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We Do Not Think It Means What You Think It Means: The Ontario Court of Appeal Addresses Incentive Compensation Plans in O’Reilly v. IMAX Corporation

January 2020 Employment Law Bulletin 3 minutes read

For the past half-decade, the interpretation of termination clauses have been front and centre in employment litigation in Ontario. However, the interpretation of incentive pay and bonus clauses is closing in on the lead.

In Reilly v. IMAX Corporation (2019 ONCA 991) (“IMAX”), the Court of Appeal recently confirmed the appropriate framework for interpreting an incentive pay provision in a compensation policy and determining whether or not an employee is entitled to incentive pay as part of his or her damages over the common law notice period.

In IMAX, the Court of Appeal examined a long-term incentive plan (“LTIP”) that formed a fundamental part of the plaintiff’s compensation. The LTIP provided that restricted stock units that had been granted to an employee but had not yet vested to the employee would be cancelled upon termination, no matter the reason for termination, as follows:

“In the event that the Participant’s employment with the Company terminates for any reason other than death, Disability or for Cause, the RSUs shall cease to vest and any unvested RSUs shall be cancelled immediately without consideration as of the date of such termination. Any vested RSUs shall continue to be settled on the applicable Settlement Date.”

When Mr. O’Reilly’s employment was terminated, IMAX immediately cancelled several unvested RSUs that would otherwise have vested during the applicable notice period. Mr. O’Reilly sued for wrongful dismissal and sought, among other things, compensation for the cancelled RSUs. After a motion judge found in Mr. O’Reilly’s favour on summary judgment, IMAX appealed.

Framework for analysis

The Court of Appeal closely examined a handful of past decisions in which the Court has addressed the interpretation of an incentive plan and set out the following steps and principles to apply in cases in which an employee’s alleged common law entitlement to incentive pay was at issue:

  1. A wrongfully dismissed employee is entitled to damages for the loss of wages and other benefits that would have been earned during the reasonable notice period;
  2. This principle applies to bonuses, stock options, or incentives that are an integral part of the employee’s compensation, as well as pension benefits that would have accrued or been earned during the reasonable notice period;
  3. In considering whether the loss of such benefits is recoverable, the Court undertakes a two step analysis:
    1. The first step requires a determination of the employee’s common law right to damages for breach of contract, bearing in mind that the measure of damages is the amount to which the employee would have been entitled had the employer properly provided working notice of termination; and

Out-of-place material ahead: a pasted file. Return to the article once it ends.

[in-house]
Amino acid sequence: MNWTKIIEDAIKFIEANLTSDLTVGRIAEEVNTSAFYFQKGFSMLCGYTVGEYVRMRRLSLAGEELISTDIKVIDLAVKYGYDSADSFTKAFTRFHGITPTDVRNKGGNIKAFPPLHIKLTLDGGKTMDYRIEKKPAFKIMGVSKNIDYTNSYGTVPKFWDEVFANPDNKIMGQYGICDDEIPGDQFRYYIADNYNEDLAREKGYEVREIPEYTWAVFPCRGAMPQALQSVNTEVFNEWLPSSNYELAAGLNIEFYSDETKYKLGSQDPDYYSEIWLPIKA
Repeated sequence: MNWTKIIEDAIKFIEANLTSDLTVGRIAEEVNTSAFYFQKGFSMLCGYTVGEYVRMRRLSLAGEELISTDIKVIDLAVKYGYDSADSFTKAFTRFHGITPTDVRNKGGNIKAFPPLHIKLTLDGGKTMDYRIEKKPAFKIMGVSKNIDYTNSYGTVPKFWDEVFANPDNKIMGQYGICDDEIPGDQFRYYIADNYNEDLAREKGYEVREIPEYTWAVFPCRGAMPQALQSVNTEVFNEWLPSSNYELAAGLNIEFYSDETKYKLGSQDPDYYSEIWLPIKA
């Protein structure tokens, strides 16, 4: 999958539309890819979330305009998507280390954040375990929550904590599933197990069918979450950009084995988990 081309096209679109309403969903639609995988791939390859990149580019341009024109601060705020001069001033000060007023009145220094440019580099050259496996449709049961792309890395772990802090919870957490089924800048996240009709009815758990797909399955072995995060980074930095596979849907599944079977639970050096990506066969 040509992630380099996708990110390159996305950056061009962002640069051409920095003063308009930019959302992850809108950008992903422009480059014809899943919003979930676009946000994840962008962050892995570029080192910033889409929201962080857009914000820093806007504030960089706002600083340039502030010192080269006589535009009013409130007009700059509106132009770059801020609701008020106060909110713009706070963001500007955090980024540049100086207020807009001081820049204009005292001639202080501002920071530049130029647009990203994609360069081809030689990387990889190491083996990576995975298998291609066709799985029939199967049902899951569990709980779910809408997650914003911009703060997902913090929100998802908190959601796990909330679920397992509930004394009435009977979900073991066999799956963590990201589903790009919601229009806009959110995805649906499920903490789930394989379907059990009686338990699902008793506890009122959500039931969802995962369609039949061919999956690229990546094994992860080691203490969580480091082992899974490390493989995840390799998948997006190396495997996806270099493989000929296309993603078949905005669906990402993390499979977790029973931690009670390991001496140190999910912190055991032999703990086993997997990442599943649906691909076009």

2. The second step requires the Court to determine whether the terms of the relevant contract or plan unambiguously alter or remove the employee’s common law rights, having regard to the presumption that the parties intended to apply the law, in the absence of clear language to the contrary.

Application of two-part test in IMAX

In IMAX, the Court of Appeal focused largely on the final step of the above test. The Court held that the phrase “terminates for any reason” could not be presumed to refer to termination without cause and that the phrase “cancelled immediately without consideration” did not clearly remove the employee’s right to damages on account of the LTIP over the common law notice period. Unlike plans in other cases, the Court found the plan did not unambiguously establish when the date of termination of employment was effective and left open the argument that the date of termination is at the end of the reasonable notice period.

Because the plan language did not expressly state that the employee had no entitlement to compensation under the LTIP during the applicable common law notice period, the employee could not be presumed to have contracted out of his entitlement to an integral part of his compensation over the reasonable notice period.

The Court of Appeal awarded Mr. O’Reilly damages equivalent to the RSUs that would have vested and that he would have purchased during the applicable notice period.

Lessons for Employers

The Court of Appeal’s decision in IMAX once again reminds us that Ontario courts are unlikely to deny an employee incentive compensation over the reasonable notice period unless the employment contract or incentive plan expressly and unequivocally contracts out of that entitlement.

The good news for employers is that it is possible to draft plan language and employment agreements that ensure that the incentive compensation is excluded from any damages awarded for reasonable notice period, either through terms addressing the benefit itself, or through carefully drafted termination language (or ideally, in both). However, it does require employers to consider the language carefully, particularly where incentive compensation is involved, as the consequences of not including express language can be expensive.

by Dave McKechnie and Kyle Lambert

A Cautionary Note

The foregoing provides only an overview and does not constitute legal advice. Readers are cautioned against making any decisions based on this material alone. Rather, specific legal advice should be obtained.

© McMillan LLP 2020

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